of the French Government may differ from our In this conjuncture of affairs, while with you we re. own, they choose to call themselves a Republic, cognise our abundant cause of gratitude to the Supreme and our Ġovernment has so acknowledged them; Disposer of events for the ordinary blessings of Provi- and if we meant to treat with them, for the accomdence, we regard, as of high national importance, the modation of our present differences an event manifestation, in our country, of a magnanimous spirit which all must ardently desire-he believed it of resistance to foreign domination. This spirit merits would be necessary to consider them as a Reto be cherished and invigorated by every branch of Government, as the estimable pledge of national pros. I therefore, the term ought now to be used.
public, and treat them as such. He thought, perity and glory. Disdaining a reliance on foreign protection, wanting
The question on the amendment was put and no foreign guarantee of our liberties, resolving to main carried, there being 49 votes in favor of it." tain our national independence against every attempt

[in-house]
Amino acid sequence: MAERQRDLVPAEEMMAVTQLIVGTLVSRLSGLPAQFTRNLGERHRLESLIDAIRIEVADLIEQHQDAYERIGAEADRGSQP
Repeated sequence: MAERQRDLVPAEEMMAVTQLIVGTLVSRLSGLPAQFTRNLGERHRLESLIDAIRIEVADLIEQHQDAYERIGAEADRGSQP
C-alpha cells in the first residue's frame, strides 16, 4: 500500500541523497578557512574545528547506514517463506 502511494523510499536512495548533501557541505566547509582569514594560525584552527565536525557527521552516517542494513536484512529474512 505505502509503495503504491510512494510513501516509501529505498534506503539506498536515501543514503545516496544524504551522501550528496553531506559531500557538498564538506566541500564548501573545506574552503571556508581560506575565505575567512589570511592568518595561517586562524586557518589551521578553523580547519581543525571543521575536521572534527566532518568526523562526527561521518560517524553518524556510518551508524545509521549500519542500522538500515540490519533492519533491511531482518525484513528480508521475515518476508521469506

Mr. Harper suggested the propriety of striking to despoil us of this inestimable treasure, we confide, out the following words, which were a part of the under Providence, in the patriotism and energies of the designation, rendered unnecessary by this amendpeople of these United States for defeating the hostile ment. enterprises of any foreign Power.
Mr. Dana objected to this amendment. It would To adopt with prudent foresight such systematical make some farther alterations necessary, and he measures as may be expedient for calling forth those thought the paragraph would stand as well withenergies wherever the national exigencies may require, out it. whether on the ocean, or on our own territory—and to The motion was put and negatived. reconcile with the proper security of revenue, the con- Mr. RUTLEDGE proposed to substitute the word venience of the mercantile enterprise, on which so great which for "whom,” in the same paragraph. a proportion of the public resources depends—are ob
Mr. GORDON moved to amend the last parajects of moment, which shall be duly regarded in the graph, by striking out the word “ acquiescence," course of our deliberations.